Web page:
So, yes, I think this will definitely influence the women that decide to come forward because this ruling reinforces all the horrible stereotypes in culture about what's rape and what's not rape. You can look on Twitter and read comments from men saying, "Well she shouldn't have gotten blackout drunk." And it made me think, when guys get blackout drunk they have to worry about their friends drawing on their faces and posting pictures on social media. When women get blackout drunk, they have to worry about getting raped. Just because I was drunk, doesn't mean my punishment should have been rape.
Alvarez: In an article you wrote for Deadspin about why you believed Jameis Winston's accuser, you said it seemed clear the prosecutor "felt that he couldn't get a conviction, not that a crime had not taken place." You then said it's up to the jury, not the prosecutor, to decide if there is enough evidence to find him guilty. What do you think this says about sports culture and how male athletes are treated, and how the women accusing them are treated during the process?
DiCaro: There are a couple of problems. For many of these guys, especially guys in revenue sports, from the time they are little, they are put on a pedestal and treated like gods among men. These guys grow up with a sense of entitlement, thinking they should get what they want, when they want. If that is someone's body, then so be it. It is reinforced by so many people throughout their careers.
College coaches are also trying to protect their jobs. ... But I really think it goes beyond that, and coaches have convinced themselves that it's their team against the world, and women become collateral damage in all of that. It's the idea of, "This woman accusing this player of rape is just trying to destroy our team."
The district attorneys in these cases are often protecting their jobs as well, and most of the time they aren't even in court. A lot of this is about re-election or someone seeking higher office, so they don't want to pursue cases by making fools of themselves and losing a huge case. So much of the attitude surrounding how schools and prosecutors handle rape cases is about self-preservation.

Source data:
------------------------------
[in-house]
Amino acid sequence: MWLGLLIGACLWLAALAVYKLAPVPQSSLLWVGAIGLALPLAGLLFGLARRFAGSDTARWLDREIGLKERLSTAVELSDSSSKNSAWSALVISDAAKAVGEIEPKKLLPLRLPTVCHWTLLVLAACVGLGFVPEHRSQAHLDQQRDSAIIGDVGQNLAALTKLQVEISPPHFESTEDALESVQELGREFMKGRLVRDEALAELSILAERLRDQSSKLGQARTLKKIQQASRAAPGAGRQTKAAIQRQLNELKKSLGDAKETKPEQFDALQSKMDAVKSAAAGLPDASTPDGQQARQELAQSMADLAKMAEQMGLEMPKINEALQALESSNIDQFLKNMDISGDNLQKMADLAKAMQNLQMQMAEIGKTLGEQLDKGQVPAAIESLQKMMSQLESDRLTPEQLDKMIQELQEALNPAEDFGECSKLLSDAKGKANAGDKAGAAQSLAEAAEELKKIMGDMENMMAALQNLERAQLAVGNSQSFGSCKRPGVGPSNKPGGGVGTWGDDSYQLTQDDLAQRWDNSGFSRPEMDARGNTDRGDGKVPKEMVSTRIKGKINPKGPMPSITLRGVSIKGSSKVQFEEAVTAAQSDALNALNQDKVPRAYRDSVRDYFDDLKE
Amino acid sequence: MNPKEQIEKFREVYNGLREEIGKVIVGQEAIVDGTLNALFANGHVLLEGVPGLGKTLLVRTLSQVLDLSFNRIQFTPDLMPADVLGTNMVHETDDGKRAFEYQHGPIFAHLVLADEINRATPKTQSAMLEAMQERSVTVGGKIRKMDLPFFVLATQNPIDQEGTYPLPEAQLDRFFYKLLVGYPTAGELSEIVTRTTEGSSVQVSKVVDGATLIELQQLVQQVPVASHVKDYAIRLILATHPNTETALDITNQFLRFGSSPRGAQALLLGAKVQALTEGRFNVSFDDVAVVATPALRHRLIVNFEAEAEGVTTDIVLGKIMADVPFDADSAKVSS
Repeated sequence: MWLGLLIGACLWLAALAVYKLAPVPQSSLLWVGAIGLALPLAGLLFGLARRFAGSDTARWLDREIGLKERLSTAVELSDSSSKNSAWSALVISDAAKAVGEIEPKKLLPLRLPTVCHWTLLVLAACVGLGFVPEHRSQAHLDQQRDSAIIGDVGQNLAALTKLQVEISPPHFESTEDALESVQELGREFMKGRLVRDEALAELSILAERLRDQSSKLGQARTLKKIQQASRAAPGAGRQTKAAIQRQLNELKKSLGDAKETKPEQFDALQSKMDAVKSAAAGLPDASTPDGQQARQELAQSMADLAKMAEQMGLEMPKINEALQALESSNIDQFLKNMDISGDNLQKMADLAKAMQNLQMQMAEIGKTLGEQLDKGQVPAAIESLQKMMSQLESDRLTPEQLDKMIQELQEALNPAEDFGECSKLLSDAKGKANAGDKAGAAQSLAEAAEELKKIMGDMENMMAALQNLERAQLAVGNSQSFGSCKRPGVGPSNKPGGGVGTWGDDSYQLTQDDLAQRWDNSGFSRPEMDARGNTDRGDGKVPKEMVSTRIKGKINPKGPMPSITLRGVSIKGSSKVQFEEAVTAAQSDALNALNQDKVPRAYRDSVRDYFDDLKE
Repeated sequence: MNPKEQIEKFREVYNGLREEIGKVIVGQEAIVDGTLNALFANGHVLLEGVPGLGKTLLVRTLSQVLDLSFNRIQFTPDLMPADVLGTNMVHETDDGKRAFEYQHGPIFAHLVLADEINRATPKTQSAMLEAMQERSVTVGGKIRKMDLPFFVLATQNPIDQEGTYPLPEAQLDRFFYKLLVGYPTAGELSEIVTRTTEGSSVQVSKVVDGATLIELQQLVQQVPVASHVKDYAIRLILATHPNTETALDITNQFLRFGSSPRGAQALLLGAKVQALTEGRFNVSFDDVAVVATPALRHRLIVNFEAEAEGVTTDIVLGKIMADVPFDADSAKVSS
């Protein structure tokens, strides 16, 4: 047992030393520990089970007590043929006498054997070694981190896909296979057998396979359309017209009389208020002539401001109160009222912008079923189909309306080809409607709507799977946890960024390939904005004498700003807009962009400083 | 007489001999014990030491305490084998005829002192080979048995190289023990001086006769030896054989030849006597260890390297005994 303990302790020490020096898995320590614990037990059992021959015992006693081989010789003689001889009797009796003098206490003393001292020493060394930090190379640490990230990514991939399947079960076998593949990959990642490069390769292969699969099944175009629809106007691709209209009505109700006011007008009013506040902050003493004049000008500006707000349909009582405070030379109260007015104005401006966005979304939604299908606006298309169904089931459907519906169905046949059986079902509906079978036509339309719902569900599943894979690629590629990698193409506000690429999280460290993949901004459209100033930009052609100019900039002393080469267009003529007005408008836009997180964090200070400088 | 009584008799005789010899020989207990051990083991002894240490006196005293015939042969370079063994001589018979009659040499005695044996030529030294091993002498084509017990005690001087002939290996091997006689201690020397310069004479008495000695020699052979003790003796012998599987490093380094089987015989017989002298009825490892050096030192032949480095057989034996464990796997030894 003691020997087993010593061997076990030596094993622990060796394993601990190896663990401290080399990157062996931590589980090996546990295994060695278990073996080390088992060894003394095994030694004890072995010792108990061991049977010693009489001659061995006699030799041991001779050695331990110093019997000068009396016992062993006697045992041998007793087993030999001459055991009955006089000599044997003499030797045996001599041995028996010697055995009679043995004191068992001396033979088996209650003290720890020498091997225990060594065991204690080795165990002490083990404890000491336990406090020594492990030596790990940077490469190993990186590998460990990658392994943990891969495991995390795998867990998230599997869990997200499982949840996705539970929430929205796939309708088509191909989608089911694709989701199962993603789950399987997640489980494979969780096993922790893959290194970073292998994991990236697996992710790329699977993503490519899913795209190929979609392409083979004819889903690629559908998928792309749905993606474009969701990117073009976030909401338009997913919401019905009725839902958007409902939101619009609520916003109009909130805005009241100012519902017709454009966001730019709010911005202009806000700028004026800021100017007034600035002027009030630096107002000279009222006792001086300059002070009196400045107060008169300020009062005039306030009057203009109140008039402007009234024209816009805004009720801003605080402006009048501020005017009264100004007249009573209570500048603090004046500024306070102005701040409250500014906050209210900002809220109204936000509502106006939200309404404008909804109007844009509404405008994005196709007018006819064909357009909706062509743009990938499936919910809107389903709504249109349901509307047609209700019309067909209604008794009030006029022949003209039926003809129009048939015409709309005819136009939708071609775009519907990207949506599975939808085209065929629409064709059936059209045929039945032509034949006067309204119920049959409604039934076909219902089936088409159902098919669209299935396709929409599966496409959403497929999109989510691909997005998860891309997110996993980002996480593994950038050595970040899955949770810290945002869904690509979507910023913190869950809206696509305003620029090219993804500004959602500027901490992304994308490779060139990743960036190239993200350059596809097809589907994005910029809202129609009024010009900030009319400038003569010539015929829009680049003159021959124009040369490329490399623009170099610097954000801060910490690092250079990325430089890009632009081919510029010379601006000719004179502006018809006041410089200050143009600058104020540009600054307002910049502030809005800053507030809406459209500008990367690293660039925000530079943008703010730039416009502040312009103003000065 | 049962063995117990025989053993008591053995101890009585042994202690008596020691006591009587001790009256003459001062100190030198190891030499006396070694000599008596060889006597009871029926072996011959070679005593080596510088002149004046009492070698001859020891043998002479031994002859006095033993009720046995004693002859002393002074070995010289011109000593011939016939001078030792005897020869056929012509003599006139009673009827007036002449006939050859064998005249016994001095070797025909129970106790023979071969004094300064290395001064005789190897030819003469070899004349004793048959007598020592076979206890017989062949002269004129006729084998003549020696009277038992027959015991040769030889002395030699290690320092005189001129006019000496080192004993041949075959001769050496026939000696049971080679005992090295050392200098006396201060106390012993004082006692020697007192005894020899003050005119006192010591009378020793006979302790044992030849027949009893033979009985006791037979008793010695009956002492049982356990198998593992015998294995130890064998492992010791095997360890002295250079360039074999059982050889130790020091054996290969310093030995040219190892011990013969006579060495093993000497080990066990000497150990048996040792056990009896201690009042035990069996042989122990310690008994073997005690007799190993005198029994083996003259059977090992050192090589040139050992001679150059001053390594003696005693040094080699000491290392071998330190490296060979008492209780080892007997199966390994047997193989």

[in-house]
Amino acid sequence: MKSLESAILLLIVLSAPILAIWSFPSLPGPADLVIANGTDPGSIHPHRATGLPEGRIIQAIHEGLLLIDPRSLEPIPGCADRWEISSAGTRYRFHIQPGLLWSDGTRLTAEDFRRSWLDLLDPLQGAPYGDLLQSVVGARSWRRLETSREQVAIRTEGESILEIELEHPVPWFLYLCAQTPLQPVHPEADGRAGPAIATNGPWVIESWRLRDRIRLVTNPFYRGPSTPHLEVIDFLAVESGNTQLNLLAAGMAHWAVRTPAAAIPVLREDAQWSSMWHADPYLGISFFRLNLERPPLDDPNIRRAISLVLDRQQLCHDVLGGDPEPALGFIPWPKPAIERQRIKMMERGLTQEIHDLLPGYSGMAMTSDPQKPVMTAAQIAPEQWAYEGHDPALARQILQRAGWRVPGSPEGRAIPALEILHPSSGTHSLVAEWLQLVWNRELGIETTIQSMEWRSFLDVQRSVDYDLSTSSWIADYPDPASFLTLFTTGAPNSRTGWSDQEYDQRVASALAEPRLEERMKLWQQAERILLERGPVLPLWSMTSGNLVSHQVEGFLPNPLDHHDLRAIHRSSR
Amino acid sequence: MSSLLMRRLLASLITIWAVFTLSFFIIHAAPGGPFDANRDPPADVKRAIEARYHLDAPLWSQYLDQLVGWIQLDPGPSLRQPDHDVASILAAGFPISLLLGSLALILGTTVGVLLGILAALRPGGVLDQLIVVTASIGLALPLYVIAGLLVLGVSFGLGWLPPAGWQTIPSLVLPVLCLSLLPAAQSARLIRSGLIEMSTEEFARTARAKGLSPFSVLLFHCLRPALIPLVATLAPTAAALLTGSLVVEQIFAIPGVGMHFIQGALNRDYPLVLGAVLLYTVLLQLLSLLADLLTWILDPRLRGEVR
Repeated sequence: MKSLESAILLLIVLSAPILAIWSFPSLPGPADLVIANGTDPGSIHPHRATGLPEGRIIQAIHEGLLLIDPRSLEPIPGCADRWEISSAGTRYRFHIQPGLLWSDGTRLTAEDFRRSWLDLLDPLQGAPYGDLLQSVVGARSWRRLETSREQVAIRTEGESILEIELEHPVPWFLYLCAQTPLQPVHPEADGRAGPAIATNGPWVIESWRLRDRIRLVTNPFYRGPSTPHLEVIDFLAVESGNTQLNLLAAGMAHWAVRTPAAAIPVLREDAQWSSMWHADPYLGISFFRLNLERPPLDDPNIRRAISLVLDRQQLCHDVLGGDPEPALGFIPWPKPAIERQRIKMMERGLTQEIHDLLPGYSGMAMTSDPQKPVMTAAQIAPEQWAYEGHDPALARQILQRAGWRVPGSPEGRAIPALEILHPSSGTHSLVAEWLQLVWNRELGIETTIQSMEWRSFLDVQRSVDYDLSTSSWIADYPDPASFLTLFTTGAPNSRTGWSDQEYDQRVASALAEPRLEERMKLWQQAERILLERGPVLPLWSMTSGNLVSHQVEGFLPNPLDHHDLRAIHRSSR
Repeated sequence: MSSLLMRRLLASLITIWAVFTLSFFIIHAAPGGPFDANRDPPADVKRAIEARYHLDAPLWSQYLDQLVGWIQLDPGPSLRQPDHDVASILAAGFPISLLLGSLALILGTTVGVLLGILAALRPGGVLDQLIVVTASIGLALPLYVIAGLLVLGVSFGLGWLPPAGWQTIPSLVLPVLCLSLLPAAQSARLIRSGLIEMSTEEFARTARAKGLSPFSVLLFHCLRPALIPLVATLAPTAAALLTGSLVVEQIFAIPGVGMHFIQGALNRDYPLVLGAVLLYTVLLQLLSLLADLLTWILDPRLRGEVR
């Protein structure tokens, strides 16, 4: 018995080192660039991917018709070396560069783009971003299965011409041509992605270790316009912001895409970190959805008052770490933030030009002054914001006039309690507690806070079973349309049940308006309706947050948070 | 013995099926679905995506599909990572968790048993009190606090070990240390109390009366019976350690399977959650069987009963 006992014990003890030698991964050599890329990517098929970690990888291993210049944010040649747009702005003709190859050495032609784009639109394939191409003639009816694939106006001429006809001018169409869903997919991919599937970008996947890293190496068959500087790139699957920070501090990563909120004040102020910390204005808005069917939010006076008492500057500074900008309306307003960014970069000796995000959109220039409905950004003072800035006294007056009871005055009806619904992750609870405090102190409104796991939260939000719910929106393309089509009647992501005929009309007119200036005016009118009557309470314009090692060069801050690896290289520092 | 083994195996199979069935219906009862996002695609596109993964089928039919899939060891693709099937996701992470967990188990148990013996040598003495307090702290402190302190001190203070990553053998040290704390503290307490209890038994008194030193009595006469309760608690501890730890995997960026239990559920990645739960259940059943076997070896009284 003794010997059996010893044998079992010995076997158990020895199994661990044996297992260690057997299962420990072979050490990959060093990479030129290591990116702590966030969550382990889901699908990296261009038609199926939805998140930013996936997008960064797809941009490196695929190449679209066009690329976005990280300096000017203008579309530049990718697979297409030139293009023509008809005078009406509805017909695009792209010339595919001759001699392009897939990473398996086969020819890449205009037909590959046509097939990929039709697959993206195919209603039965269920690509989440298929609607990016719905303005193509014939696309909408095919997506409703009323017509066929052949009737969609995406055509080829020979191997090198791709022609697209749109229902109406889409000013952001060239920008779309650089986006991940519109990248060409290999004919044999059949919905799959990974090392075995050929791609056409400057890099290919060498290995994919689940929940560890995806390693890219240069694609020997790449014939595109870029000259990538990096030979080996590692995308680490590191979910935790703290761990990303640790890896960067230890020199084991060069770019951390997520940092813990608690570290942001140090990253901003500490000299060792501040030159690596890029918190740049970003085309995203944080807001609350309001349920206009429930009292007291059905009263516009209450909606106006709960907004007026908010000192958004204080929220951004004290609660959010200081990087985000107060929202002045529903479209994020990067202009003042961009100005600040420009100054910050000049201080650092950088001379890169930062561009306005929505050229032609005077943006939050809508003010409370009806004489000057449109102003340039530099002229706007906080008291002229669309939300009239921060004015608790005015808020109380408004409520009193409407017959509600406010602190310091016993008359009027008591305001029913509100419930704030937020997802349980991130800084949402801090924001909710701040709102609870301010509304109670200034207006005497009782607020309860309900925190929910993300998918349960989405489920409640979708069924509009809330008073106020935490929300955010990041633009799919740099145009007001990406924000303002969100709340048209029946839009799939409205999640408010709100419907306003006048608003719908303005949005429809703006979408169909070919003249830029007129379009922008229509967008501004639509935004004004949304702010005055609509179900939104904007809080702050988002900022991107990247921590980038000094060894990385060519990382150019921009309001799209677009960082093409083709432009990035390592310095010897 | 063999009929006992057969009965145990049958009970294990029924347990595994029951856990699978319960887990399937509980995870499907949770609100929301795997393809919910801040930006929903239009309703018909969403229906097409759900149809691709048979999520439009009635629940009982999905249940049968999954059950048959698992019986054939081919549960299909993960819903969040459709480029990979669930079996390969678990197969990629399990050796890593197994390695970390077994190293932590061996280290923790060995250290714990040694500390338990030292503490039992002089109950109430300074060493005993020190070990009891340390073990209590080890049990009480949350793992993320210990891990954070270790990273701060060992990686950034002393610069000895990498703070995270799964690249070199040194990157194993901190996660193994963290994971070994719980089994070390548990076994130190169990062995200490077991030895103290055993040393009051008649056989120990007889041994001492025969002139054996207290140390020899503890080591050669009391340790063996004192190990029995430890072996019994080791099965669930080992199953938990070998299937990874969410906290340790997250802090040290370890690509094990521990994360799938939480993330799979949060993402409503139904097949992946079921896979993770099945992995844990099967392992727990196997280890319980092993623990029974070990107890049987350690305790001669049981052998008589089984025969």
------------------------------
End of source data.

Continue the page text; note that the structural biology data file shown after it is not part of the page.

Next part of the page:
Alvarez: Do you believe we pay enough attention to the survivors of sexual assault by asking them what we can do to help them feel safe again? Much of the criticism in the case of Brock Turner is that his future was deemed more valuable than his accuser's, because of dreams he had as a professional athlete that were derailed.
DiCaro: I think that's a problem. To focus on how it's going to affect his life, rather than how it has affected hers, shows a lack of understanding of how rape affects someone. It's like the victims of rape are portrayed as people who got in the way of what the men were supposed to accomplish in their careers. When we are looking at comparing the women raped and the rapists, we focus on the woman's past and focus on the man's future.
Alvarez: Do you think universities or high schools should have mandatory seminars for their athletes, explaining what consent is in order to help prevent sexual assault?
DiCaro: Definitely. In regards to the Jameis Winston case, he said he thought she consented because she was "moaning." How a 21-year-old does not know what consent actually is is beyond me. But so many of these guys are not taught that, because they are often told, "Who wouldn't want you?"
Alvarez: Do you believe there is a silver lining in all of this?
DiCaro: Yes, because now we are having a national discussion about violence against women that we've needed to have for hundreds of years. I think it would take so little to work in [talking about] what consent means in our culture. The more we continue to discuss this and shed light on the rape culture -- not just in sports, but in general -- attitudes toward rape can change and hopefully will.
Julie DiCaro is the founder Aerys Sports Network, an online network run by women. You can also watch her Just Not Sports video with espnW's Sarah Spain, highlighting the online harassment female sports reporters face daily.